Classic Car Wash employees will receive back wages of $160,000 for work performed between September 2003 and December 2006 following an investigation by the U.S Department of Labor’s Wage and Hour division.
“This is not the first Southern California case where we’ve found pay violations in this industry,” said George Friday Jr., Wage and Hour Division’s regional administrator for the western states. “These low-wage workers were not properly compensated for their hours worked, and I am pleased we are able to recover back wages for them. The Department of labor is committed to the strong enforcement of federal labor laws.”
Investigators found employees at the car wash, located on Devonshire and Reseda, were not paid the required minimum wage and overtime pay for all hours worked.
John Apikian, manager of Classic Car Wash, has an explanation for the penalties. He said a few employees harbored bad habits, such as drinking and doing drugs, and after growing tired of constant warnings they decided to go to the labor board and file a complaint.
“They essentially lied,” Apikian said.
Classic Car Wash admits their payroll system may have been flawed prior to the complaint but said the business has always paid employees fairly.
The old system allowed employees to request to be paid in cash since many did not have personal bank accounts. This led to discrepancies in payroll records.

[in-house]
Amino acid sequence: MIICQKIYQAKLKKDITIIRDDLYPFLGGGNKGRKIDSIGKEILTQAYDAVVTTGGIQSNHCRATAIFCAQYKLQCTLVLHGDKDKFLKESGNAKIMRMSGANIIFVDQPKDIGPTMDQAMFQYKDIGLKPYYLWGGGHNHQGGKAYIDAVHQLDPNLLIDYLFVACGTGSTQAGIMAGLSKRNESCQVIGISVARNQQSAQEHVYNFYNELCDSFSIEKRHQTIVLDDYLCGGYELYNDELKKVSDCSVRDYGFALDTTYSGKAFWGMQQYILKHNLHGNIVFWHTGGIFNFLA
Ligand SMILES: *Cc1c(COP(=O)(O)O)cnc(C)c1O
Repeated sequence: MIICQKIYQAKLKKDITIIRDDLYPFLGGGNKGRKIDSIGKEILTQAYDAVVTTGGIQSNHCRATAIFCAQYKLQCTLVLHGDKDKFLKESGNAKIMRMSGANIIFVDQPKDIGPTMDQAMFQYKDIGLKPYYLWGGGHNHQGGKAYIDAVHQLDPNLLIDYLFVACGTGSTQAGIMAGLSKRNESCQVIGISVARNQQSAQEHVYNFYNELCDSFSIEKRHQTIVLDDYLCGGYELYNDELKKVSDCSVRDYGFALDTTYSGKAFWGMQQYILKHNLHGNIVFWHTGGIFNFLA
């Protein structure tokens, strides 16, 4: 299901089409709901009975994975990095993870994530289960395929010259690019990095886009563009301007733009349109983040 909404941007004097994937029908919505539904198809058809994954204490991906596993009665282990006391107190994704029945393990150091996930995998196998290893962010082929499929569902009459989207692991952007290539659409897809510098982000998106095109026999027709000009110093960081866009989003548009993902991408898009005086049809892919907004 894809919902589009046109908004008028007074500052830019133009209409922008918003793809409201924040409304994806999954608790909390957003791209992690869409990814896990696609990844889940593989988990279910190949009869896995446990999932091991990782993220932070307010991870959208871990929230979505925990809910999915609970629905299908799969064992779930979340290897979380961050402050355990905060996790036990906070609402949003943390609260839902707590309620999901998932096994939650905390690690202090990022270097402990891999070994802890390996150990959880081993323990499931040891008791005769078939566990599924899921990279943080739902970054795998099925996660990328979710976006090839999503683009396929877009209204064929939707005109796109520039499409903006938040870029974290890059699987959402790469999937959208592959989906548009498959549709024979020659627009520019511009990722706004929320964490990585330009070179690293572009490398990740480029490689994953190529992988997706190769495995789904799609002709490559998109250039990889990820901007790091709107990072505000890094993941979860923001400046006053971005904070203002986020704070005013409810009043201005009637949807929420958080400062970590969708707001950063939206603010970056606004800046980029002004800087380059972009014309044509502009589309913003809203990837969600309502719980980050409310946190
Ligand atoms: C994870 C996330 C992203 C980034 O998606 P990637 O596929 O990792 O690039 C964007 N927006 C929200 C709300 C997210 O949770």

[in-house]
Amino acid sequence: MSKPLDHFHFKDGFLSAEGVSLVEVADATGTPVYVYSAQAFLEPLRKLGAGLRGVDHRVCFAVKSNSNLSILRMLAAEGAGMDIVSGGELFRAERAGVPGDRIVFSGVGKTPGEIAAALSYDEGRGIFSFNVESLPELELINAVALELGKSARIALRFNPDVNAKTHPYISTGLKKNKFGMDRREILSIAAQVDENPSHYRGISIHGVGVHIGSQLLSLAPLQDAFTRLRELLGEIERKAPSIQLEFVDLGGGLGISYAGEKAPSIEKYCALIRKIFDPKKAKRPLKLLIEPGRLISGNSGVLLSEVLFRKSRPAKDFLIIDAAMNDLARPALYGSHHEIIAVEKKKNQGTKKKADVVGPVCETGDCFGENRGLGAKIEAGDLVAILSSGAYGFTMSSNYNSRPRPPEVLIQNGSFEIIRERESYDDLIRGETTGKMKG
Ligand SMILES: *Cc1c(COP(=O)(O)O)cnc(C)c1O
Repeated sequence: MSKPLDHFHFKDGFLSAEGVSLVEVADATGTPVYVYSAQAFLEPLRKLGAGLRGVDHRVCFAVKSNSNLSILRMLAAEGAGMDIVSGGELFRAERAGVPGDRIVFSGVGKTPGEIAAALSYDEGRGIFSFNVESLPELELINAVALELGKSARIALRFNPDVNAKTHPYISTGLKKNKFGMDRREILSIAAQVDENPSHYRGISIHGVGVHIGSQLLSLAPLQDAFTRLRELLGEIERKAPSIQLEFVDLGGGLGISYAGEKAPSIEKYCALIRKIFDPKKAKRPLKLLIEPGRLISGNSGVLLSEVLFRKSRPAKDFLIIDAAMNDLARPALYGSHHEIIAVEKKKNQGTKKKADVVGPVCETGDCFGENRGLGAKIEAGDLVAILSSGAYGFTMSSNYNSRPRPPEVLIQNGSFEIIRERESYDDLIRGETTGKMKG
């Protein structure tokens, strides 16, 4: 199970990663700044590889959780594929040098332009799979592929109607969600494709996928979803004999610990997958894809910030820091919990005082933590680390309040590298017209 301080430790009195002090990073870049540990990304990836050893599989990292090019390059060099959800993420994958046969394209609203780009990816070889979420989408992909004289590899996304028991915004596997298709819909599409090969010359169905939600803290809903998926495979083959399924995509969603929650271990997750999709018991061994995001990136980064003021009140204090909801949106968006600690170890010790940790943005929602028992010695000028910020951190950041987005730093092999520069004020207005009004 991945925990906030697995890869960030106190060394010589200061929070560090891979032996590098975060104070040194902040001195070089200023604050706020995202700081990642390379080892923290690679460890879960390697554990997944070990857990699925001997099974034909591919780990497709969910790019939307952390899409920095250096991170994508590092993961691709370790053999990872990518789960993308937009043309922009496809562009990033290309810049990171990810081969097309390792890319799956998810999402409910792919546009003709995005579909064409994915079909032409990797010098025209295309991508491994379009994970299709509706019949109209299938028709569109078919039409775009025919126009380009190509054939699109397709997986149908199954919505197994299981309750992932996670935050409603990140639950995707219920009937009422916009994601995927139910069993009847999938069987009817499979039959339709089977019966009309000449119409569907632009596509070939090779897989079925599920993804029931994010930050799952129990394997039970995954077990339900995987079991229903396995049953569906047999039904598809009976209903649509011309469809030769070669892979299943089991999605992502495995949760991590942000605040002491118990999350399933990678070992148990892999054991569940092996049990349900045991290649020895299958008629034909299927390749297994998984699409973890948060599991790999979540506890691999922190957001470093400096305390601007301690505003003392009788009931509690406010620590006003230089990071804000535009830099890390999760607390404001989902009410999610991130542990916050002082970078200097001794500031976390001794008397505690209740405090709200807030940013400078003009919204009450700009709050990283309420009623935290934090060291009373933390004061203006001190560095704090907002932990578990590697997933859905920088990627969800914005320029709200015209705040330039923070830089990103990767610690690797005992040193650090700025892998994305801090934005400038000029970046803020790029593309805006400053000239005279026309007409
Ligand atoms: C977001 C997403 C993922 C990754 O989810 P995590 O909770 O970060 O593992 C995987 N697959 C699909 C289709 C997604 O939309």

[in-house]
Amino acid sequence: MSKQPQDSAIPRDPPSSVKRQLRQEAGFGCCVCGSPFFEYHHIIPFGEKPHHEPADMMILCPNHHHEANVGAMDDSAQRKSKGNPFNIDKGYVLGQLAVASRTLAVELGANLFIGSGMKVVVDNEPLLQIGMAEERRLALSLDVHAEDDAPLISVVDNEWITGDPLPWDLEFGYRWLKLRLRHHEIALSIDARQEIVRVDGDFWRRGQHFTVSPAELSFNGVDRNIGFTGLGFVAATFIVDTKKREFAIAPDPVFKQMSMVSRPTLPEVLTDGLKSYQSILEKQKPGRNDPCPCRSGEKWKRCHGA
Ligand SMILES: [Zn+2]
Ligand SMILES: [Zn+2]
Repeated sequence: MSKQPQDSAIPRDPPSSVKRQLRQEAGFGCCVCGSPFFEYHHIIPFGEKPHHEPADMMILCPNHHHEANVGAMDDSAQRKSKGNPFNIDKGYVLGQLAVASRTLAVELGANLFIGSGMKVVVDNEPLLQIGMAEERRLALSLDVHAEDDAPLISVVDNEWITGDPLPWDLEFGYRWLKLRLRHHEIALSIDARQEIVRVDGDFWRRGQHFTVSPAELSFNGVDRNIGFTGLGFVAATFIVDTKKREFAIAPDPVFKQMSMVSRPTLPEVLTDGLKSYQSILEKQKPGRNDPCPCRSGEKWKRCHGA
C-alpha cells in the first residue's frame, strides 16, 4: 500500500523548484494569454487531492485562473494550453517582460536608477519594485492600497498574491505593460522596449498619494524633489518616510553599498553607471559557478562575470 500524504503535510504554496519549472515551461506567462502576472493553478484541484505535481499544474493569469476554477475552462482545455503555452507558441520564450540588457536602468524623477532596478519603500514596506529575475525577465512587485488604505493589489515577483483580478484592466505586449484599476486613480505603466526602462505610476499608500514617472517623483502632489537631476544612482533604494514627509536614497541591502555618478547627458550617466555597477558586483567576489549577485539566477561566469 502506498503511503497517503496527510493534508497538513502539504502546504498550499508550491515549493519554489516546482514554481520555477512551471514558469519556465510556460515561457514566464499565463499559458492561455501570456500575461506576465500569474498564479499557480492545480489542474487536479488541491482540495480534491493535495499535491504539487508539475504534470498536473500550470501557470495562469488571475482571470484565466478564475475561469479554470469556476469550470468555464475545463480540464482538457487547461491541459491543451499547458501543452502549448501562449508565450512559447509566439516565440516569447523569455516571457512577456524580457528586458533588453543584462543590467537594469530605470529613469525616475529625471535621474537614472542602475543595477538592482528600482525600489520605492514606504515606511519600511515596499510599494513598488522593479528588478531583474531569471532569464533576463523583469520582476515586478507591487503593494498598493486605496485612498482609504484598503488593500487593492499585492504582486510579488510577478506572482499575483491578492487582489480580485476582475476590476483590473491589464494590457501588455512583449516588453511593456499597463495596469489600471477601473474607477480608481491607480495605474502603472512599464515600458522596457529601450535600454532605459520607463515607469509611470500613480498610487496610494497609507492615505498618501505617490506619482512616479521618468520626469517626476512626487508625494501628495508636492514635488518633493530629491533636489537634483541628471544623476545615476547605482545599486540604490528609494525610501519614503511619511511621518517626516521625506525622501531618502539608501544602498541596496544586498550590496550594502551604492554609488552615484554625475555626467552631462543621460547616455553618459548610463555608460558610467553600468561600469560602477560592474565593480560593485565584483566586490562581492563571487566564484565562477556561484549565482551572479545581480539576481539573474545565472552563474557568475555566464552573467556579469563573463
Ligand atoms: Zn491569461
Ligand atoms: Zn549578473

As for the failure to pay overtime, Apikian says the “bad apples” would show up for work on their days off, sometimes under the influence of alcohol, and demand to get paid. He said some of the people getting paid from the lawsuit worked at the car wash for two weeks and quit, and now they are getting large chunks of cash.
The new and improved payroll sheet includes spaces for signatures next to each worker’s weekly income to verify that employees are satisfied with their wages.
Classic Car Wash did not agree with the penalties but decided fighting was getting too expensive.
“We fought it almost to the end, but realized it was going to cost us an arm and three legs if we were going to continue,” Apikian said. “We figured if we settle at least the employees will get something out of it.”
Aimed at ending litigation, a consent judgment was filed on April 17, signifying an agreement between the two parties to settle the matter with an enforceable judgment to pay the penalties plus a four percent interest rate.
Apikian blames the department of labor for encouraging low wage employees to complain, by waving around the prospect of settling for thousands of dollars.
“This is enough money for people to move back to Mexico and open up a little snack shop, and be financially set. It’s hard to pass up,” he said.
He said that department targets the car washing industry and it would take years to make that kind of money by simply working.
“I have been working here for seven years and it has been nothing but a good experience,” Lupita Ortiz, a cashier at Classic Car Wash, said. “Some of the guys have been here longer than me, and I have never heard of any problems.” Ortiz said the employees that complained have now left.
Another car wash manager does not share Apikian’s sentiments on the department of labor.
“An agent from the department came in once a few years ago to do a check, and there were no problems,” Juan Lucatero, manager of Handy J Car Wash in Mar Vista, said. “We take care of our guys very well, so we don’t have to worry.”